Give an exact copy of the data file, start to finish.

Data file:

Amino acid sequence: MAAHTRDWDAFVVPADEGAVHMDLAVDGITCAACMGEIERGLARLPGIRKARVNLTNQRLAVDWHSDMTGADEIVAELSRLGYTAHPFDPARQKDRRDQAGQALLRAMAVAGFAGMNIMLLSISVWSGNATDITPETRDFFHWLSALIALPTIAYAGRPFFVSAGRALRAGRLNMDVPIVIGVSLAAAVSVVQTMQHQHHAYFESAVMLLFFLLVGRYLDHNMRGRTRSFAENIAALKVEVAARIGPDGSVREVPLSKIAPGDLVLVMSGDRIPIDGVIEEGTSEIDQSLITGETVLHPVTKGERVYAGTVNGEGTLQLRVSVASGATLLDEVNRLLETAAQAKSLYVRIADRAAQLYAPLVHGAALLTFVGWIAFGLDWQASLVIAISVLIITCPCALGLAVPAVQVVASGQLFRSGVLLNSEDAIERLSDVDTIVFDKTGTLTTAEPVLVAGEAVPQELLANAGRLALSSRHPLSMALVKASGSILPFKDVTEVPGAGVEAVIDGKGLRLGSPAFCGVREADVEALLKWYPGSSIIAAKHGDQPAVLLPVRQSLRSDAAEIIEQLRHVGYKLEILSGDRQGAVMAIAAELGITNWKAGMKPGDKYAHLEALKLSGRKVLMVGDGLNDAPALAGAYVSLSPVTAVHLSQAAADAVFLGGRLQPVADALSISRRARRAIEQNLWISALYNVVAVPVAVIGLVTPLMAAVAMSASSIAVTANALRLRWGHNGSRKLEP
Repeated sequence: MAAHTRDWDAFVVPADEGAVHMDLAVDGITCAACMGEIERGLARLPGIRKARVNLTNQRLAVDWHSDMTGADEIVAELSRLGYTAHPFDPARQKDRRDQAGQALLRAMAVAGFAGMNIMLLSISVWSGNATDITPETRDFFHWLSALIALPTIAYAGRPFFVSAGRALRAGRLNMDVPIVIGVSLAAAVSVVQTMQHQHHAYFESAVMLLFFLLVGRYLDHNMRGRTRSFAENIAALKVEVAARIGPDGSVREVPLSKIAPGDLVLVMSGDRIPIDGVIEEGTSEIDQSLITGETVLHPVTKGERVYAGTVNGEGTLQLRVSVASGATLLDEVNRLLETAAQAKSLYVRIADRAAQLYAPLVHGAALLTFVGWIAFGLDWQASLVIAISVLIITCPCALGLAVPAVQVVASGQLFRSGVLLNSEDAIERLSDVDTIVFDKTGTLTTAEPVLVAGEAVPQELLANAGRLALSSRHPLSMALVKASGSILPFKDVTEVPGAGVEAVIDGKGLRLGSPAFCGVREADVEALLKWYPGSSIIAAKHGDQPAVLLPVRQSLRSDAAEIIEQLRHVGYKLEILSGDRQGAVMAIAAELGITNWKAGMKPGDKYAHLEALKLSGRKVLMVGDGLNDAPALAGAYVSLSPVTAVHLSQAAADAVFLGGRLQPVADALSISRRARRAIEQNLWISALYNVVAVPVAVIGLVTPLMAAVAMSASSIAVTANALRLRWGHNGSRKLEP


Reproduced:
Amino acid sequence: MAAHTRDWDAFVVPADEGAVHMDLAVDGITCAACMGEIERGLARLPGIRKARVNLTNQRLAVDWHSDMTGADEIVAELSRLGYTAHPFDPARQKDRRDQAGQALLRAMAVAGFAGMNIMLLSISVWSGNATDITPETRDFFHWLSALIALPTIAYAGRPFFVSAGRALRAGRLNMDVPIVIGVSLAAAVSVVQTMQHQHHAYFESAVMLLFFLLVGRYLDHNMRGRTRSFAENIAALKVEVAARIGPDGSVREVPLSKIAPGDLVLVMSGDRIPIDGVIEEGTSEIDQSLITGETVLHPVTKGERVYAGTVNGEGTLQLRVSVASGATLLDEVNRLLETAAQAKSLYVRIADRAAQLYAPLVHGAALLTFVGWIAFGLDWQASLVIAISVLIITCPCALGLAVPAVQVVASGQLFRSGVLLNSEDAIERLSDVDTIVFDKTGTLTTAEPVLVAGEAVPQELLANAGRLALSSRHPLSMALVKASGSILPFKDVTEVPGAGVEAVIDGKGLRLGSPAFCGVREADVEALLKWYPGSSIIAAKHGDQPAVLLPVRQSLRSDAAEIIEQLRHVGYKLEILSGDRQGAVMAIAAELGITNWKAGMKPGDKYAHLEALKLSGRKVLMVGDGLNDAPALAGAYVSLSPVTAVHLSQAAADAVFLGGRLQPVADALSISRRARRAIEQNLWISALYNVVAVPVAVIGLVTPLMAAVAMSASSIAVTANALRLRWGHNGSRKLEP
Repeated sequence: MAAHTRDWDAFVVPADEGAVHMDLAVDGITCAACMGEIERGLARLPGIRKARVNLTNQRLAVDWHSDMTGADEIVAELSRLGYTAHPFDPARQKDRRDQAGQALLRAMAVAGFAGMNIMLLSISVWSGNATDITPETRDFFHWLSALIALPTIAYAGRPFFVSAGRALRAGRLNMDVPIVIGVSLAAAVSVVQTMQHQHHAYFESAVMLLFFLLVGRYLDHNMRGRTRSFAENIAALKVEVAARIGPDGSVREVPLSKIAPGDLVLVMSGDRIPIDGVIEEGTSEIDQSLITGETVLHPVTKGERVYAGTVNGEGTLQLRVSVASGATLLDEVNRLLETAAQAKSLYVRIADRAAQLYAPLVHGAALLTFVGWIAFGLDWQASLVIAISVLIITCPCALGLAVPAVQVVASGQLFRSGVLLNSEDAIERLSDVDTIVFDKTGTLTTAEPVLVAGEAVPQELLANAGRLALSSRHPLSMALVKASGSILPFKDVTEVPGAGVEAVIDGKGLRLGSPAFCGVREADVEALLKWYPGSSIIAAKHGDQPAVLLPVRQSLRSDAAEIIEQLRHVGYKLEILSGDRQGAVMAIAAELGITNWKAGMKPGDKYAHLEALKLSGRKVLMVGDGLNDAPALAGAYVSLSPVTAVHLSQAAADAVFLGGRLQPVADALSISRRARRAIEQNLWISALYNVVAVPVAVIGLVTPLMAAVAMSASSIAVTANALRLRWGHNGSRKLEP